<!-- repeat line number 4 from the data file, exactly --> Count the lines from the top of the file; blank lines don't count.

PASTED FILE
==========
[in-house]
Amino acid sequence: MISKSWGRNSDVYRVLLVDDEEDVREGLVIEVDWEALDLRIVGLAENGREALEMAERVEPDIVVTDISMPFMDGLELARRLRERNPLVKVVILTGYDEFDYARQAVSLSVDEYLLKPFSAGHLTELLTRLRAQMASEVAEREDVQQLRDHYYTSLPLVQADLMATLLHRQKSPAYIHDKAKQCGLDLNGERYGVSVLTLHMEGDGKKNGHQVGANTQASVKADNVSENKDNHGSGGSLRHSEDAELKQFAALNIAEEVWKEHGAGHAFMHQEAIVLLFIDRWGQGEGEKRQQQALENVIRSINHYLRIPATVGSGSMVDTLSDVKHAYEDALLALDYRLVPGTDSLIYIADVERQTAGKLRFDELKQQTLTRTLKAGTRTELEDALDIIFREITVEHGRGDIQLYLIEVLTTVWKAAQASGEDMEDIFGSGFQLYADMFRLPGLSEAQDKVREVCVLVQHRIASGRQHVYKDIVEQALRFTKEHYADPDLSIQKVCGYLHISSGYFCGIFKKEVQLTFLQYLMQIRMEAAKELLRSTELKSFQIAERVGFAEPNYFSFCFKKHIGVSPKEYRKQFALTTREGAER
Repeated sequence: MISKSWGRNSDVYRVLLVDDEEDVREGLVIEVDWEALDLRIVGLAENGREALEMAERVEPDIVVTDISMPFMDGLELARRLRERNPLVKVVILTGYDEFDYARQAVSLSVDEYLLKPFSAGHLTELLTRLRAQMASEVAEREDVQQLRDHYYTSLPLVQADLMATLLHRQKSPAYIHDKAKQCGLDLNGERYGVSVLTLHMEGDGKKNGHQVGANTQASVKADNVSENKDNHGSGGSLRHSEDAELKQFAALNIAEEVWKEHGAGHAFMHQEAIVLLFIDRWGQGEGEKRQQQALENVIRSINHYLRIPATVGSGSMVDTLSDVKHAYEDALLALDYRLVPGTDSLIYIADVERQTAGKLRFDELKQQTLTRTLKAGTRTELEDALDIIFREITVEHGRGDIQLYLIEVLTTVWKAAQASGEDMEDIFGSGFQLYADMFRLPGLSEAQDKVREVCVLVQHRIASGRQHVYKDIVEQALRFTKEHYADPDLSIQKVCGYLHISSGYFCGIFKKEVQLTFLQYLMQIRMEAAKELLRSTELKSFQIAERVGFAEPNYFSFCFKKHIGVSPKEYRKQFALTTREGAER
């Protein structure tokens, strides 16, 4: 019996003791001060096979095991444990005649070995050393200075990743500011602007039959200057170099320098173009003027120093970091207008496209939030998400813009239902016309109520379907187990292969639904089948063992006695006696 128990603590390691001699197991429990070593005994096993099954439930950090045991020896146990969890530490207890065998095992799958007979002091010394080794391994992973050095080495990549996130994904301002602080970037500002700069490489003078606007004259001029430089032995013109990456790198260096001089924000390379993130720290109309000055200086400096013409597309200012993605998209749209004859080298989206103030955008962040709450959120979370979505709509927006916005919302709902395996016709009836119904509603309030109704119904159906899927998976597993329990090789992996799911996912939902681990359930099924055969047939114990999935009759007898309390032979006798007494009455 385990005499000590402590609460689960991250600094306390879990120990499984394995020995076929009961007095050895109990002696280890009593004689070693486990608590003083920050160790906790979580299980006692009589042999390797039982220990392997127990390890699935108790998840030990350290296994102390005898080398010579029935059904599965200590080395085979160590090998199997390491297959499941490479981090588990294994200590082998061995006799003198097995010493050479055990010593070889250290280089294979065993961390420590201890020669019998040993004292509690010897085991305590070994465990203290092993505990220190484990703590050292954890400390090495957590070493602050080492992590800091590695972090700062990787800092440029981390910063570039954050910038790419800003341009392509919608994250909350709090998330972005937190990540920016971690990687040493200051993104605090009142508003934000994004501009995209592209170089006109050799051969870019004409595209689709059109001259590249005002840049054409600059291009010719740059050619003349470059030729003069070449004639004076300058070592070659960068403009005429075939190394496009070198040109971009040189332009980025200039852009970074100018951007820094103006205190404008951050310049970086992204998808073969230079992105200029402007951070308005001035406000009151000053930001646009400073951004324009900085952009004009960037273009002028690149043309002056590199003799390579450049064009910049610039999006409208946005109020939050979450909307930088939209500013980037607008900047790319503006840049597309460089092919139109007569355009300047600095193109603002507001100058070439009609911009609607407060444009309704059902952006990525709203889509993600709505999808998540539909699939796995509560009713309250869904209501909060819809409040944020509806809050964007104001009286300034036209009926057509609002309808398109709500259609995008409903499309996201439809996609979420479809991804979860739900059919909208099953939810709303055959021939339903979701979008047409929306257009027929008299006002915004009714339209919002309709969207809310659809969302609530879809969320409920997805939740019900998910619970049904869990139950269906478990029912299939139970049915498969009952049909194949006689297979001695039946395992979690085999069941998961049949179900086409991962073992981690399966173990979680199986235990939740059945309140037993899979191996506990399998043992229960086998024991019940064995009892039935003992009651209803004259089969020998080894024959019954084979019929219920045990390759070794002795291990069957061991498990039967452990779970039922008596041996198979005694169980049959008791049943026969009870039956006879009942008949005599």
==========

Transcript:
């Protein structure tokens, strides 16, 4: 019996003791001060096979095991444990005649070995050393200075990743500011602007039959200057170099320098173009003027120093970091207008496209939030998400813009239902016309109520379907187990292969639904089948063992006695006696 128990603590390691001699197991429990070593005994096993099954439930950090045991020896146990969890530490207890065998095992799958007979002091010394080794391994992973050095080495990549996130994904301002602080970037500002700069490489003078606007004259001029430089032995013109990456790198260096001089924000390379993130720290109309000055200086400096013409597309200012993605998209749209004859080298989206103030955008962040709450959120979370979505709509927006916005919302709902395996016709009836119904509603309030109704119904159906899927998976597993329990090789992996799911996912939902681990359930099924055969047939114990999935009759007898309390032979006798007494009455 385990005499000590402590609460689960991250600094306390879990120990499984394995020995076929009961007095050895109990002696280890009593004689070693486990608590003083920050160790906790979580299980006692009589042999390797039982220990392997127990390890699935108790998840030990350290296994102390005898080398010579029935059904599965200590080395085979160590090998199997390491297959499941490479981090588990294994200590082998061995006799003198097995010493050479055990010593070889250290280089294979065993961390420590201890020669019998040993004292509690010897085991305590070994465990203290092993505990220190484990703590050292954890400390090495957590070493602050080492992590800091590695972090700062990787800092440029981390910063570039954050910038790419800003341009392509919608994250909350709090998330972005937190990540920016971690990687040493200051993104605090009142508003934000994004501009995209592209170089006109050799051969870019004409595209689709059109001259590249005002840049054409600059291009010719740059050619003349470059030729003069070449004639004076300058070592070659960068403009005429075939190394496009070198040109971009040189332009980025200039852009970074100018951007820094103006205190404008951050310049970086992204998808073969230079992105200029402007951070308005001035406000009151000053930001646009400073951004324009900085952009004009960037273009002028690149043309002056590199003799390579450049064009910049610039999006409208946005109020939050979450909307930088939209500013980037607008900047790319503006840049597309460089092919139109007569355009300047600095193109603002507001100058070439009609911009609607407060444009309704059902952006990525709203889509993600709505999808998540539909699939796995509560009713309250869904209501909060819809409040944020509806809050964007104001009286300034036209009926057509609002309808398109709500259609995008409903499309996201439809996609979420479809991804979860739900059919909208099953939810709303055959021939339903979701979008047409929306257009027929008299006002915004009714339209919002309709969207809310659809969302609530879809969320409920997805939740019900998910619970049904869990139950269906478990029912299939139970049915498969009952049909194949006689297979001695039946395992979690085999069941998961049949179900086409991962073992981690399966173990979680199986235990939740059945309140037993899979191996506990399998043992229960086998024991019940064995009892039935003992009651209803004259089969020998080894024959019954084979019929219920045990390759070794002795291990069957061991498990039967452990779970039922008596041996198979005694169980049959008791049943026969009870039956006879009942008949005599």